No, I merely remark that, once booted out of the Euros, we turn our sporting attention and wine goggles from footballs to tennis balls and Wimbledon, SW19.
Some sports lend themselves to stereotypes and the football versus tennis clash provides a rich source of inspiration. Tennis seems so much more refined, well-mannered, dare I say it, so much more Surrey darling, than football. Tennis players are undoubtedly athletes making great physical effort on the court – yet you don’t find them spitting on the grass between points, or doing that nasty footballer hold-one-nostril-while-blowing-out-of-the-other noseblow as they trot back to their chairs at a change of ends. And in general tennis players don’t question the personal habits or parentage of the umpire if a call goes against them.
The drinks that we associate with the two sports reflect these differences too. Years of hooliganism and drunken bad behaviour mean football fans at the ground itself are denied the pleasure of knocking back a bevy as they watch. But if they could, it would be hard to imagine them passing round pitchers of Pimm’s, being sure to get plenty of cucumber, strawberry and mint in their glasses. OK, maybe at Chelsea.
To my knowledge there has never been any crowd trouble when Wimbledon kicks out at the end of play, despite many spectators having consumed gallons of Pimm’s, on top of a few shared bottles of Champers over lunch. Mild irritation that public transport really could be better co-ordinated, outrage at the cost of strawberries and cream (“For what you get it must work out at over a pound per strawberry.”), wishing those women players wouldn’t shriek and grunt like pigs in labour, and so on seems to be as far as tennis goes in terms of aggro.
Assuming you are in the comfort of your own home and not stuck at Wimbledon itself, forced to shell out a fiver for a pint of sickly sweet Pimm’s, what is a suitable tipple to have by your side as you sit comfortably while the athletes in white disport themselves on a tennis court for our enjoyment?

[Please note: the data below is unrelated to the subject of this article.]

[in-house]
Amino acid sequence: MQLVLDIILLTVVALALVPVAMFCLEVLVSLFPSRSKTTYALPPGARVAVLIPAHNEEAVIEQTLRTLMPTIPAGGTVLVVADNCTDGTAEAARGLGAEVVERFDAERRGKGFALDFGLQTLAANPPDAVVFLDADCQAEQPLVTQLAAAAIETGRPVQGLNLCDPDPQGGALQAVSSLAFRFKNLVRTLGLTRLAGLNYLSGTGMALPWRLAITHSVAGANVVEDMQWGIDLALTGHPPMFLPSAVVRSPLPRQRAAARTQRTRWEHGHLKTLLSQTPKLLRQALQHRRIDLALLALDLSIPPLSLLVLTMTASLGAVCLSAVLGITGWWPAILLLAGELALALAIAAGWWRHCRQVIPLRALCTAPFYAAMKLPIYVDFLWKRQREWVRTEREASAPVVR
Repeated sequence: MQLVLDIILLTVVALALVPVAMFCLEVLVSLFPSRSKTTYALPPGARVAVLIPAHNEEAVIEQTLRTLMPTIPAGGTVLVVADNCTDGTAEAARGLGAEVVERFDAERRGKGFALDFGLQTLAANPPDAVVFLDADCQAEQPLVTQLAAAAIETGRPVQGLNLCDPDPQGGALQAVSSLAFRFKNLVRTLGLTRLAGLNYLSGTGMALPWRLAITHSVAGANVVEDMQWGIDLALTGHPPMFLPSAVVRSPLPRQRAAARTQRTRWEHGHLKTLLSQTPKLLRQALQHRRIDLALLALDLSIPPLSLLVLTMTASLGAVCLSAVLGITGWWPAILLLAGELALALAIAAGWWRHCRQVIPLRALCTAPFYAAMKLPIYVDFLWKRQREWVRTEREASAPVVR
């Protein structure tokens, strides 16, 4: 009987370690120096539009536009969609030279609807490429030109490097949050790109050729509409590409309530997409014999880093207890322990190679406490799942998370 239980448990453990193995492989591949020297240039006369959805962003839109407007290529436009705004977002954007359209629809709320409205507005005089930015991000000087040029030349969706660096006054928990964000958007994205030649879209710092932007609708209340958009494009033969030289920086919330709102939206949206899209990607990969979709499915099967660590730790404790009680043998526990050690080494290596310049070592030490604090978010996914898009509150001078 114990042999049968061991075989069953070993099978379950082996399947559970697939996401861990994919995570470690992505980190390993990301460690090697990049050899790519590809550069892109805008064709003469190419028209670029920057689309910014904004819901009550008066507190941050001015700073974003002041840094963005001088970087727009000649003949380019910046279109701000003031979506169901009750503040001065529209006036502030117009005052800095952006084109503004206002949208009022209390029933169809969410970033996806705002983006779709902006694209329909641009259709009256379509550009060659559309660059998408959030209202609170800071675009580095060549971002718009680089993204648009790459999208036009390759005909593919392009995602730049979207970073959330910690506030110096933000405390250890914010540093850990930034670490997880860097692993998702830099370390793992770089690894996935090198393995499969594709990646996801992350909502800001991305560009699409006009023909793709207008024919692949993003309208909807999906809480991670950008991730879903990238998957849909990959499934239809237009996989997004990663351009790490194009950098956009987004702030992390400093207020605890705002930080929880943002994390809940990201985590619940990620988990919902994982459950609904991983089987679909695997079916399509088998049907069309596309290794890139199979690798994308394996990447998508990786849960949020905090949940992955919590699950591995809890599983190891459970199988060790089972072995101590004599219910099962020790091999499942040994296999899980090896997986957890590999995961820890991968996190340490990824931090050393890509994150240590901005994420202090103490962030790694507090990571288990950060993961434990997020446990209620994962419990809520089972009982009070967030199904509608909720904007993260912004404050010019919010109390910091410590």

If there were ever a wine whose style fits this on-off, so-so summer weather, it’s Beaujolais. These mostly red wines (but see below) are full of vibrant, juicy fruit, yet are light of body and tannin. Always give them a bit of a chilling to heighten the refreshment value.
This is the Beaujolais equivalent of Gordon’s Gin – the reliable standard that all others are measured against. Good balance of refreshing, juicy raspberry and cranberry fruit, with the tannins giving the palate texture. Textbook stuff.
As you climb the Beaujolais quality ladder, the word Beaujolais itself is left behind and instead you find one of the ten “crus” or sub-regions on the label – in this case, Chiroubles. Remembering all ten is a wine-lover’s alternative to the pub quiz stalwart of naming the Seven Dwarves. The various crus reflect differing soils, aspects, altitudes – all those things which can be neatly summed up in the word terroir. Georges Dubeouf is one of the biggest names in Beaujolais, whose face, memorably likened to a “haunted parking meter” by Anthony Rose, each year launches millions of bottles of Beaujolais onto the market. This Chiroubles has perfumed fruit with generous black cherry and raspberry fruit flavours that scream summer drinking.
A few years back, a (non wine trade) friend asked me if I’d ever tried white Beaujolais. I looked for a sign in her eyes that she was winding me up. Was this some kind of test? Was this the wine equivalent of being sent to find some sky hooks?
A quick scramble to check reference books taught me that such a thing does exist and now, finally, I’ve tried some for myself. Made from Chardonnay, it represents only 1% of production from the region, so it’s not the kind of thing you’ll stumble across regularly. Beaujolais the region lies immediately south of Burgundy, the spiritual home of Chardonnay. Neighbouring regions fashioning white wines from the same grape they may be, but a casual drive from one to the other will tell you that they feel quite different. Where Burgundy is built on limestone, Beaujolais’ bedrock is granite, which informs the flavours of its wines. Here the Chardonnays feel softer and rounder, often with subtle herbal flavours alongside the ripe honeydew melon. If Scotland had the climate for wine-making, this is how I imagine its wines would taste.
They are not the easiest wines to track down, but if you put the effort in, you too can try the “What do you think of white Beaujolais?” question on someone - and watch them squirm.
Fresh and youthful aromas redolent of sea breezes lead onto a gently rounded palate with aniseed-tinged fruit.
Ambitious and Burgundian in style, this barrel fermented and aged wine has flint and angelica aromas, fine acidity and great length.